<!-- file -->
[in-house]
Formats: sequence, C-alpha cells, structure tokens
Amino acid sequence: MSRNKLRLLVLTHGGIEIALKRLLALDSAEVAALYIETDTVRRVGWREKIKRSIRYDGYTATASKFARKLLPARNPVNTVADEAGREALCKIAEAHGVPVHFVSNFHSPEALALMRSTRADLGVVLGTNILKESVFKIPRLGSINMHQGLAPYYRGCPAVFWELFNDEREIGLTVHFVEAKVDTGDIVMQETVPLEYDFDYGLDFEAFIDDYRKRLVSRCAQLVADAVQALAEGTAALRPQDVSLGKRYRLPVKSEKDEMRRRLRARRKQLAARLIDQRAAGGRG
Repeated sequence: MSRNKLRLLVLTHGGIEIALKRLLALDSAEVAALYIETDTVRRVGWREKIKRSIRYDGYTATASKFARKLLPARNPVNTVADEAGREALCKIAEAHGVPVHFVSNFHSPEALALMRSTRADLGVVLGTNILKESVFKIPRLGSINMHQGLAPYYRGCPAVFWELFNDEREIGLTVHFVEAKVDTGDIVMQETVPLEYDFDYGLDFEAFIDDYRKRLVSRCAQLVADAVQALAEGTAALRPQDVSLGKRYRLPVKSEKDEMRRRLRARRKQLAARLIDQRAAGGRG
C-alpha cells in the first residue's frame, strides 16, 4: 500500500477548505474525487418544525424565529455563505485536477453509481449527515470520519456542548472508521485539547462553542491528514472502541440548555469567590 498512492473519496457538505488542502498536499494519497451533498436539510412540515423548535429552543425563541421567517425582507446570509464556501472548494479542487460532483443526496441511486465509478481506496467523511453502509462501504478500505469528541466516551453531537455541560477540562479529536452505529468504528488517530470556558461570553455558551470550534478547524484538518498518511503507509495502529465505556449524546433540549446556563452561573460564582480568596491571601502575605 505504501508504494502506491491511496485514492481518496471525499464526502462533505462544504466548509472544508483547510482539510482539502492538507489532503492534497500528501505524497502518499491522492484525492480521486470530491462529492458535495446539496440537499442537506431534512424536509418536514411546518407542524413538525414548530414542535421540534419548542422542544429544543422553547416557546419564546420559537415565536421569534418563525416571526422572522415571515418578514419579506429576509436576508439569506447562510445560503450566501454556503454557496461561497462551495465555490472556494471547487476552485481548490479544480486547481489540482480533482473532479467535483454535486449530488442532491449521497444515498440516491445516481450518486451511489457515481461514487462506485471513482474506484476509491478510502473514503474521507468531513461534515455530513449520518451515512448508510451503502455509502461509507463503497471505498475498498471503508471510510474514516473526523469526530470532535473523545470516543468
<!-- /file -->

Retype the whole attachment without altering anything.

[in-house]
Formats: sequence, C-alpha cells, structure tokens
Amino acid sequence: MSRNKLRLLVLTHGGIEIALKRLLALDSAEVAALYIETDTVRRVGWREKIKRSIRYDGYTATASKFARKLLPARNPVNTVADEAGREALCKIAEAHGVPVHFVSNFHSPEALALMRSTRADLGVVLGTNILKESVFKIPRLGSINMHQGLAPYYRGCPAVFWELFNDEREIGLTVHFVEAKVDTGDIVMQETVPLEYDFDYGLDFEAFIDDYRKRLVSRCAQLVADAVQALAEGTAALRPQDVSLGKRYRLPVKSEKDEMRRRLRARRKQLAARLIDQRAAGGRG
Repeated sequence: MSRNKLRLLVLTHGGIEIALKRLLALDSAEVAALYIETDTVRRVGWREKIKRSIRYDGYTATASKFARKLLPARNPVNTVADEAGREALCKIAEAHGVPVHFVSNFHSPEALALMRSTRADLGVVLGTNILKESVFKIPRLGSINMHQGLAPYYRGCPAVFWELFNDEREIGLTVHFVEAKVDTGDIVMQETVPLEYDFDYGLDFEAFIDDYRKRLVSRCAQLVADAVQALAEGTAALRPQDVSLGKRYRLPVKSEKDEMRRRLRARRKQLAARLIDQRAAGGRG
C-alpha cells in the first residue's frame, strides 16, 4: 500500500477548505474525487418544525424565529455563505485536477453509481449527515470520519456542548472508521485539547462553542491528514472502541440548555469567590 498512492473519496457538505488542502498536499494519497451533498436539510412540515423548535429552543425563541421567517425582507446570509464556501472548494479542487460532483443526496441511486465509478481506496467523511453502509462501504478500505469528541466516551453531537455541560477540562479529536452505529468504528488517530470556558461570553455558551470550534478547524484538518498518511503507509495502529465505556449524546433540549446556563452561573460564582480568596491571601502575605 505504501508504494502506491491511496485514492481518496471525499464526502462533505462544504466548509472544508483547510482539510482539502492538507489532503492534497500528501505524497502518499491522492484525492480521486470530491462529492458535495446539496440537499442537506431534512424536509418536514411546518407542524413538525414548530414542535421540534419548542422542544429544543422553547416557546419564546420559537415565536421569534418563525416571526422572522415571515418578514419579506429576509436576508439569506447562510445560503450566501454556503454557496461561497462551495465555490472556494471547487476552485481548490479544480486547481489540482480533482473532479467535483454535486449530488442532491449521497444515498440516491445516481450518486451511489457515481461514487462506485471513482474506484476509491478510502473514503474521507468531513461534515455530513449520518451515512448508510451503502455509502461509507463503497471505498475498498471503508471510510474514516473526523469526530470532535473523545470516543468